Boomer Esiason, who quarterbacked the Cincinnati Bengals, New York Jets and the Arizona Cardinals during a 14-year career, joined CBS in February 2002 as a studio analyst for the CBS Television Network's NFL pre-game show THE NFL TODAY.
Upon retiring after the 1997 season, he headed straight for the broadcast booth. Esiason made his debut as a commentator for ABC's NFL "Monday Night Football," and called MNF games for two years. He also called games for Westwood One/CBS Radio Sports' "Monday Night Football" broadcast with play-by-play announcer Marv Albert. In addition, he is also co-host of Westwood One's weekly NFL preview "In The Hudddle" with Chris "Mad Dog" Russo. During the 2001 season, Esiason also served as an analyst on FOX Sports Net's "NFL This Morning."
After an All-America career at the University of Maryland, Esiason was selected in the second round of the 1984 NFL draft by the Cincinnati Bengals and became one of the most successful quarterbacks in NFL history. In 1986, he earned his first Pro Bowl bid while leading the NFL's most productive offense. In 1988, he led the NFL with a 97.4 passer rating and helped the Bengals win the AFC Championship before bowing to San Francisco in Super Bowl XXIII. That year, Esiason was named the NFL's Most Valuable Player by the Pro Football Writers of America and the Associated Press. He again was the NFL passing leader in 1989 as Cincinnati claimed another division title. In 1993, after a trade to the Jets, Esiason became a Pro Bowler for a second time. In only three seasons with the Jets, he became the team's fourth-leading passer all-time. After a year playing for the Arizona Cardinals, he returned to Cincinnati where he ended his career with 2,969 completions in 5,205 pass attempts (57% completion percentage) for 247 touchdowns and 37,920 yards.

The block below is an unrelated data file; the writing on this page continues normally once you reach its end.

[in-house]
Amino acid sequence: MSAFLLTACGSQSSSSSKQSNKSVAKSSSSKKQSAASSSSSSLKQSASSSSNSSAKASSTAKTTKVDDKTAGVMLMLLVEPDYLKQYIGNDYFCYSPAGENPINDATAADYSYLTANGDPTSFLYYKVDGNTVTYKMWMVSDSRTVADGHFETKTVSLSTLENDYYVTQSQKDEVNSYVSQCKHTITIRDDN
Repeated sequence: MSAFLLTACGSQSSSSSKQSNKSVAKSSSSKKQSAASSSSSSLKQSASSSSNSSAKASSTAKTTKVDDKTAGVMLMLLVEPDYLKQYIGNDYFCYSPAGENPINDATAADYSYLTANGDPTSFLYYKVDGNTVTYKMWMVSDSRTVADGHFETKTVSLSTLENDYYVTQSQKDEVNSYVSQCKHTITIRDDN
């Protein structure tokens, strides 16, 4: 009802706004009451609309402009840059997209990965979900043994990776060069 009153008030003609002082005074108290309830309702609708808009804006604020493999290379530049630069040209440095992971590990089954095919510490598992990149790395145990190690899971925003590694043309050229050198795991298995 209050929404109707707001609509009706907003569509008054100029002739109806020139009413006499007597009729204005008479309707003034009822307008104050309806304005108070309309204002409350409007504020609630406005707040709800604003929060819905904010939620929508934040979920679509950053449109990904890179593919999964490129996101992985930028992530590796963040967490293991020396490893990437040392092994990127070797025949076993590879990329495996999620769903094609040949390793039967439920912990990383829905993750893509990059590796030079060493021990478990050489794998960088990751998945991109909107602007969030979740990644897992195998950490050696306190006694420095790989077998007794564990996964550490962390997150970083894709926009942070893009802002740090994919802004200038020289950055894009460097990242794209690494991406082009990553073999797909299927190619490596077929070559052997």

Throughout his career, Esiason, along with his wife, Cheryl, has been a committed and very active member in many charitable causes, including the Boomer Esiason Foundation, founded in 1993 in an effort to eliminate the threat of cystic fibrosis after his son Gunnar was diagnosed with the disease. Esiason now lives in Plandome, N.Y. with his wife, daughter, Sydney, and his son.